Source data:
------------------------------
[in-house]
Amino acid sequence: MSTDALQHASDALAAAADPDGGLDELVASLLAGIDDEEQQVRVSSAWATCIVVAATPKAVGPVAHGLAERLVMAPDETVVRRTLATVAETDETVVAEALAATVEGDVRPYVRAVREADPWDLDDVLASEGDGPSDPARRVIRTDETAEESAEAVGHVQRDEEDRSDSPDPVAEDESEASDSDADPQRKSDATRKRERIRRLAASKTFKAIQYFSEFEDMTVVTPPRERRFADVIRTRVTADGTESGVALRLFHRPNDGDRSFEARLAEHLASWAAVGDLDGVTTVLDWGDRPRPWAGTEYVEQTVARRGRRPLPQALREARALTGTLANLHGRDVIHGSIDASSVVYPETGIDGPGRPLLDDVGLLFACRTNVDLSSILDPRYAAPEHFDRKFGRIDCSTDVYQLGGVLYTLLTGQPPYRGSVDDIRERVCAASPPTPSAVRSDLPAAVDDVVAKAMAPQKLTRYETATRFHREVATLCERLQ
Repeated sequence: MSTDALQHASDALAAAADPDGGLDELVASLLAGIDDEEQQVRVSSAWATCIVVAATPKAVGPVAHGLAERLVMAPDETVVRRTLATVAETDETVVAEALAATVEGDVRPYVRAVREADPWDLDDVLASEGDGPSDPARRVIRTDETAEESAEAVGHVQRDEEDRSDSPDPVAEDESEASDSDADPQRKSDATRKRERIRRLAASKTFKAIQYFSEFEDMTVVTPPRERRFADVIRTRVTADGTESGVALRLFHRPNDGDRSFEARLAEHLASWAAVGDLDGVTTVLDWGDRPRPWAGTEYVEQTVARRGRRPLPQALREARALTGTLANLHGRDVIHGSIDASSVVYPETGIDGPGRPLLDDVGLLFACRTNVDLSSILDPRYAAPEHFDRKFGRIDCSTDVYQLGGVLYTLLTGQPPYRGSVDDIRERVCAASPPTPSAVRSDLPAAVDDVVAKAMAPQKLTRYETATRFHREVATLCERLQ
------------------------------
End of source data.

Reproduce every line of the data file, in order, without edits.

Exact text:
[in-house]
Amino acid sequence: MSTDALQHASDALAAAADPDGGLDELVASLLAGIDDEEQQVRVSSAWATCIVVAATPKAVGPVAHGLAERLVMAPDETVVRRTLATVAETDETVVAEALAATVEGDVRPYVRAVREADPWDLDDVLASEGDGPSDPARRVIRTDETAEESAEAVGHVQRDEEDRSDSPDPVAEDESEASDSDADPQRKSDATRKRERIRRLAASKTFKAIQYFSEFEDMTVVTPPRERRFADVIRTRVTADGTESGVALRLFHRPNDGDRSFEARLAEHLASWAAVGDLDGVTTVLDWGDRPRPWAGTEYVEQTVARRGRRPLPQALREARALTGTLANLHGRDVIHGSIDASSVVYPETGIDGPGRPLLDDVGLLFACRTNVDLSSILDPRYAAPEHFDRKFGRIDCSTDVYQLGGVLYTLLTGQPPYRGSVDDIRERVCAASPPTPSAVRSDLPAAVDDVVAKAMAPQKLTRYETATRFHREVATLCERLQ
Repeated sequence: MSTDALQHASDALAAAADPDGGLDELVASLLAGIDDEEQQVRVSSAWATCIVVAATPKAVGPVAHGLAERLVMAPDETVVRRTLATVAETDETVVAEALAATVEGDVRPYVRAVREADPWDLDDVLASEGDGPSDPARRVIRTDETAEESAEAVGHVQRDEEDRSDSPDPVAEDESEASDSDADPQRKSDATRKRERIRRLAASKTFKAIQYFSEFEDMTVVTPPRERRFADVIRTRVTADGTESGVALRLFHRPNDGDRSFEARLAEHLASWAAVGDLDGVTTVLDWGDRPRPWAGTEYVEQTVARRGRRPLPQALREARALTGTLANLHGRDVIHGSIDASSVVYPETGIDGPGRPLLDDVGLLFACRTNVDLSSILDPRYAAPEHFDRKFGRIDCSTDVYQLGGVLYTLLTGQPPYRGSVDDIRERVCAASPPTPSAVRSDLPAAVDDVVAKAMAPQKLTRYETATRFHREVATLCERLQ